Despite the U.S. News and World Report’s rankings, there’s no one “best” college experience for everyone. A number of personal decisions are involved in choosing where to go to school, including location, cost, competitiveness, and interests. An important decision in school choice is the size of the institution: Will you go to the large, research-focused university? Or do you prefer a smaller, more undergraduate-focused liberal arts school? Either choice can lead to a top-notch education, but it’s important to ensure you’re making the most of your opportunities wherever you choose to attend.
Although there are a wide variety of university types, this two-part series will focus on the opposite ends of the spectrum mentioned above: this article will cover how to get the most from opportunities at a large, research-focused university.
When the professor isn’t available, the teaching assistant (sometimes called graduate student assistant) is a great intermediary. The TA generally has a strong background in the course material and should be able to help you answer practice question sets and review course content.
Choose interesting courses
Large universities often have a large course catalog, and may offer more specialized upper-level courses. Take advantage and explore the varied options: these are often courses taught by a field’s top researchers, who can offer insights on the most recent research findings.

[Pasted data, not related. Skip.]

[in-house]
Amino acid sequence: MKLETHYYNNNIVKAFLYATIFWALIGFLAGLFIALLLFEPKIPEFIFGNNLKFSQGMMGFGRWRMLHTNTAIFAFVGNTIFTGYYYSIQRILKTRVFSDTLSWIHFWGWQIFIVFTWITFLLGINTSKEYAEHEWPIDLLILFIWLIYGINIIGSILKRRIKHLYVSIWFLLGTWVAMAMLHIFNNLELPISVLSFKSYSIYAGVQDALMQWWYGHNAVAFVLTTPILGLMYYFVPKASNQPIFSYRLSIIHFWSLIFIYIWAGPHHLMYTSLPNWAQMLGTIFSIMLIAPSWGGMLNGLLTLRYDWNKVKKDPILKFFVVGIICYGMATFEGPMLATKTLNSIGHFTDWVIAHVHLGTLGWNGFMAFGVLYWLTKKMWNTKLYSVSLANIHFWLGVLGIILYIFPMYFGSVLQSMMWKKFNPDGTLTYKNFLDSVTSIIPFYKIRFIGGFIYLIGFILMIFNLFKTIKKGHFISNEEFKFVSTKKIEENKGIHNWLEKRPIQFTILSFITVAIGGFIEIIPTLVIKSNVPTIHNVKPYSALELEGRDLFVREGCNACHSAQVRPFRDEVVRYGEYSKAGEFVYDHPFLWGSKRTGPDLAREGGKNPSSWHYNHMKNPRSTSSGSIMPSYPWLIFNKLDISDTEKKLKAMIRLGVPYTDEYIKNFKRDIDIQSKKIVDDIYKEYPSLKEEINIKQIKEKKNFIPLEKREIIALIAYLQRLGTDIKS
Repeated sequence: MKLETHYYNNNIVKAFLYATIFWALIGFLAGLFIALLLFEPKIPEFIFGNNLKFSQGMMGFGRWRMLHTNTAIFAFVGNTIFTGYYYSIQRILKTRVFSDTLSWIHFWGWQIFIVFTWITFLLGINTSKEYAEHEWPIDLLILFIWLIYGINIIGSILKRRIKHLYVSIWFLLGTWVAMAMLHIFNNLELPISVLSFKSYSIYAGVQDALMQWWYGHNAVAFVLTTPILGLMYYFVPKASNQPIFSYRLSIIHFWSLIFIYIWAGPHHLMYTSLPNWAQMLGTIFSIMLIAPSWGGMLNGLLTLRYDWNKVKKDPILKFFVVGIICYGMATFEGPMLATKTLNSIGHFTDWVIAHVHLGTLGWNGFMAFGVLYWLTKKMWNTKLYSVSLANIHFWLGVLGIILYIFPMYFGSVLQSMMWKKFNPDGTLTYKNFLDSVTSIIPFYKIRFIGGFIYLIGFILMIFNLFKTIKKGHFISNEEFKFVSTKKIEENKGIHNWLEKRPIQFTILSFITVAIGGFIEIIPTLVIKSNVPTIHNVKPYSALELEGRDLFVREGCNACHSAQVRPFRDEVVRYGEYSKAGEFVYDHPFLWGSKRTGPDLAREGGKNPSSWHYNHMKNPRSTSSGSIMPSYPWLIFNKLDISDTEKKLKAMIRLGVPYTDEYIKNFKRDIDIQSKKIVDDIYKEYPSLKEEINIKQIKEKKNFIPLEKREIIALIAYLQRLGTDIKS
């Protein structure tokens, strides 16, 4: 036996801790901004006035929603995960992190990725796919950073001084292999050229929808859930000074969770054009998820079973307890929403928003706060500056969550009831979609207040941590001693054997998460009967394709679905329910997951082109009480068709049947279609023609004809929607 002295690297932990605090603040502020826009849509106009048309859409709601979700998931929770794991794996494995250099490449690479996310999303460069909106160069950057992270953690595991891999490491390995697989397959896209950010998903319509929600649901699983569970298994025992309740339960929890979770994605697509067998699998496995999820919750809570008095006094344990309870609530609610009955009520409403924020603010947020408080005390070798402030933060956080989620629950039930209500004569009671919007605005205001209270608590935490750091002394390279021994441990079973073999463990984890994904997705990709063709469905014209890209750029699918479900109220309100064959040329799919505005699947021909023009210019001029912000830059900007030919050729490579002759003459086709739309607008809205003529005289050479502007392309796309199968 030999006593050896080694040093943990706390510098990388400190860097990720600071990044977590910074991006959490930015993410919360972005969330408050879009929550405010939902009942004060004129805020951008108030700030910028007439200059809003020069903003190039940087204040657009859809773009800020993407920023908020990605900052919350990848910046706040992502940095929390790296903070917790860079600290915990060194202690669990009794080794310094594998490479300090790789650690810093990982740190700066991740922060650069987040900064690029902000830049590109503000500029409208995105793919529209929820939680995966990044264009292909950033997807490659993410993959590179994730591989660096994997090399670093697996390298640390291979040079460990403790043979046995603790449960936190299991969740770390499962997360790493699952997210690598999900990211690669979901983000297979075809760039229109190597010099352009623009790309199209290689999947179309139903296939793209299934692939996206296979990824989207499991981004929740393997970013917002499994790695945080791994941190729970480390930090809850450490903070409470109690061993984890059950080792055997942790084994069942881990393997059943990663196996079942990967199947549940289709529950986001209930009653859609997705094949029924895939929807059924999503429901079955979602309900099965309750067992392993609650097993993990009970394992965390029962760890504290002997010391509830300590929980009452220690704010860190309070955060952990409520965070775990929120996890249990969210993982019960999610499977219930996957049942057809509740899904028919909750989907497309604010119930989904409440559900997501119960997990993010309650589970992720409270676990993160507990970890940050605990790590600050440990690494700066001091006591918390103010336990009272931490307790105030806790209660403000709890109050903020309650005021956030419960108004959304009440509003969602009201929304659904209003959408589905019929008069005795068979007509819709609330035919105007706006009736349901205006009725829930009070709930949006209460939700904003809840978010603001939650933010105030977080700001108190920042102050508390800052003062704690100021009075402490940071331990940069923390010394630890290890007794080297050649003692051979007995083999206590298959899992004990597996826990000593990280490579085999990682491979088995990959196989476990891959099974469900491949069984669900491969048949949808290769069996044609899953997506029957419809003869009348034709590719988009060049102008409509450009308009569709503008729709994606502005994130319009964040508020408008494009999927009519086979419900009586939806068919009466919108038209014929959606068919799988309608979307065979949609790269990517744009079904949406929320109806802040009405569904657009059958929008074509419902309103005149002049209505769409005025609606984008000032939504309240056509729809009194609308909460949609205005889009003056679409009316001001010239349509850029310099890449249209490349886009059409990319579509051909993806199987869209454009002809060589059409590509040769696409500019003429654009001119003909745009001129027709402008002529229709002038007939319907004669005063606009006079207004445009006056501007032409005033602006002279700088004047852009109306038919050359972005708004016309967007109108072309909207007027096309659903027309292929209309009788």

Plan your major courses
A large course catalog can also make it tough to choose a major. While you should explore your options and take diverse courses, make a plan for what you need to graduate as soon as you declare (we’ve previously dealt with how to choose a major here. Don’t forget to interact with course counselors, who can make interesting suggestions for distribution fulfillments and ensure you don’t skip any prerequisites. Once your major courses are planned, you can fill in other subjects that might round out your education – and maybe even lead to a minor or double major!
Join a research group
One major advantage of a large research university is the opportunity to perform research! No matter your interest – epidemiology, astronomy, psychology, geology – there is likely an opportunity for you to directly participate in impactful scientific research. The keys to getting a good position are a good attitude, persistence and a little luck!
Find your niche
Don’t get lost in the shuffle at a large research university! Discover your niche and build a community to enjoy your college years. Volunteer, join a sorority, tutor, work, and if your interest doesn’t have a club, start one! Be proactive and you can be rewarded with enriching experiences that build a strong foundation for your post-college years.
Julie Wolf is a research scientist studying infectious disease at Albert Einstein College of Medicine in New York. She is passionate about increasing scientific literacy and improving scientific communication in traditional and nontraditional settings. Julie has taught at CUNY Bronx Community College, Long Island University, and the Brooklyn-based community biolab, Genspace. She writes for Scholastic Science World and the Scientista Foundation.